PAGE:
June 10, 2022
When it comes to child custody issues, family law judges value stability. The problem is that life is a process of constant change whether we like it or not. If a change in circumstances requires you to modify child custody arrangements, you need to persuade the judge to allow it.
Persuading a judge to modify an existing custody order could be a challenge, since the other parent may oppose the change you are asking for. In any case, the judge will apply the “best interests of the child” standard. Following is a list of justifications for the modification of child custody.
The “best interest of the child” standard prioritizes the child’s best interests above the best interest of either parent. It obligates the judge to do what is best for the child, which doesn’t necessarily mean giving the child whatever they ask for. Common forms of danger that justify modifying child custody orders include:
These are all just examples. There are many other ways that a child can suffer from a dangerous environment.
Can a custodial parent relocate? It depends. Some child custody agreements prevent the custodial parent from moving out of state or require advance notification. In other cases, the nature of the move raises difficulties such as these:
A move does not automatically result in the modification of child custody arrangements—it all depends on the circumstances. Talk with your lawyer about whether you need to seek a court order.
It is not uncommon for one parent to ignore the terms of a custody order by, for example, consistently failing to return the child to the other parent on time. If this happens to you, you can seek to modify the terms of the custody order. You will need evidence to convince the judge that the other parent is violating the custody order. Try to frame the other parent’s offense as a threat to the best interests of the child, not a threat to your interests as a parent.
Willful violation of a court order is an offense known as contempt of court, and it can carry jail time. If the other parent is consistently violating the court custody order, talk to your lawyer about seeking a contempt of court charge against your spouse, in addition to custody modification. Sometimes this is a good idea, and sometimes it isn’t.
Children change over the years far more than adults do. The needs of a 6-year-old are very different from the needs of an infant, and the needs of a teenager are very different from the needs of a 6-year-old. Child custody modification is one way of responding to these changing needs.
One common situation occurs when the child wants (or needs) to attend a school near the home of the noncustodial parent but far from the home of the custodial parent. Switching custody could allow the child to attend a better school.
As a child gets older, a court gives more and more weight to the child’s preferences (although this might never be a decisive consideration). Even the simple fact that the child is unhappy might justify changing their living arrangements.
What do judges look for in child custody cases? If one of the parents is seeking a modification of existing custody arrangements, the judge will look for a “substantial change” that will affect the child’s well-being. This change can be negative or positive. One parent might have developed a substance abuse problem, for example, or a parent may have fully rehabilitated from prior substance abuse.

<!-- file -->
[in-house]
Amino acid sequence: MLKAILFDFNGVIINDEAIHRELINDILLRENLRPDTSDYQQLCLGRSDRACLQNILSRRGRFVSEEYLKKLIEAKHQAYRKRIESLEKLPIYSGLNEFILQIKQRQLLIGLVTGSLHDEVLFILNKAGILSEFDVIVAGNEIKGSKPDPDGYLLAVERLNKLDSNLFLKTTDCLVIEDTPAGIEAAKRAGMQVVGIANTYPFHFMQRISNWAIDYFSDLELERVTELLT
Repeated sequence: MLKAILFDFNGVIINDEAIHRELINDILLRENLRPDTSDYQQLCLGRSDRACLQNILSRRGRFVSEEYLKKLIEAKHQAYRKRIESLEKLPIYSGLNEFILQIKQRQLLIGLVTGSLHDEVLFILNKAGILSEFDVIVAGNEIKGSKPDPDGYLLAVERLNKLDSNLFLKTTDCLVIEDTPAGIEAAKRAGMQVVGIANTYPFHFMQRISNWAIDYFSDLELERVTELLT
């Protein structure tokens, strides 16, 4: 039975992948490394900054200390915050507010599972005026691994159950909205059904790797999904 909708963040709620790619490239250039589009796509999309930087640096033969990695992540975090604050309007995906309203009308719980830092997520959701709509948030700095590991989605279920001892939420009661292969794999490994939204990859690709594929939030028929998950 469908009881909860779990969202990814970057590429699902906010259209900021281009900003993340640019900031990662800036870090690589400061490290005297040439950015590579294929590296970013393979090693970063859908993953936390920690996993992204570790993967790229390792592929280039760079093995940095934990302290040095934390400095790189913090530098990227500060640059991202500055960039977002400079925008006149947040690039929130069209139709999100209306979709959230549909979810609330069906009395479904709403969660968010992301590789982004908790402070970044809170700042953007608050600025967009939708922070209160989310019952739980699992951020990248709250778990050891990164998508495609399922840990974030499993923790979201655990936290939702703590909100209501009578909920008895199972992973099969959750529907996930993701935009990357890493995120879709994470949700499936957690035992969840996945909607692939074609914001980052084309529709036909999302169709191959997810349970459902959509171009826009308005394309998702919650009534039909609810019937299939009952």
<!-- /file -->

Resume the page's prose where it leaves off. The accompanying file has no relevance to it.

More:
Another common change that courts react to is when one parent loses their job. The court will assume that the child needs stability, and it will ask whether the proposed change will benefit the child enough to justify the change. Sometimes a change in custody is exactly what the child needs to preserve stability.
Modification of child custody in Texas is not something that a court takes lightly. Nevertheless, a court can approve a request for a temporary change in primary custody under any of the following circumstances:
You may seek an emergency custody order if the child’s need to leave the custodial parent’s home is urgent.
Death is the ultimate changing circumstance. Naturally, it is one of the reasons a judge will change custody in Texas. If the non-custodial parent dies, a court will probably award the other parent full custody. If the custodial parent dies, the court will not necessarily grant full custody to the non-custodial parent. It all depends on the court’s assessment of the best interests of the child. A court might grant custody to a grandparent, for example.
If the parents were still married when one parent died, Texas courts normally grant full custody to the other parent. Moreover, you cannot absolutely determine in your will who will gain custody of your child upon your death. Again, the court will prioritize the “best interests of the child” standard, which takes precedence over your wishes. That doesn’t mean a court won’t take your wishes into consideration, however.
If you need to modify an existing child support order, it’s not a good idea to “go it alone.” You need to do this right because your child’s well-being could depend on it.
The family law attorneys at Family Law of North Texas are here to help. Mr. Brooks, for example, has resolved many complex family law issues for his clients, including a multitude of child custody cases.
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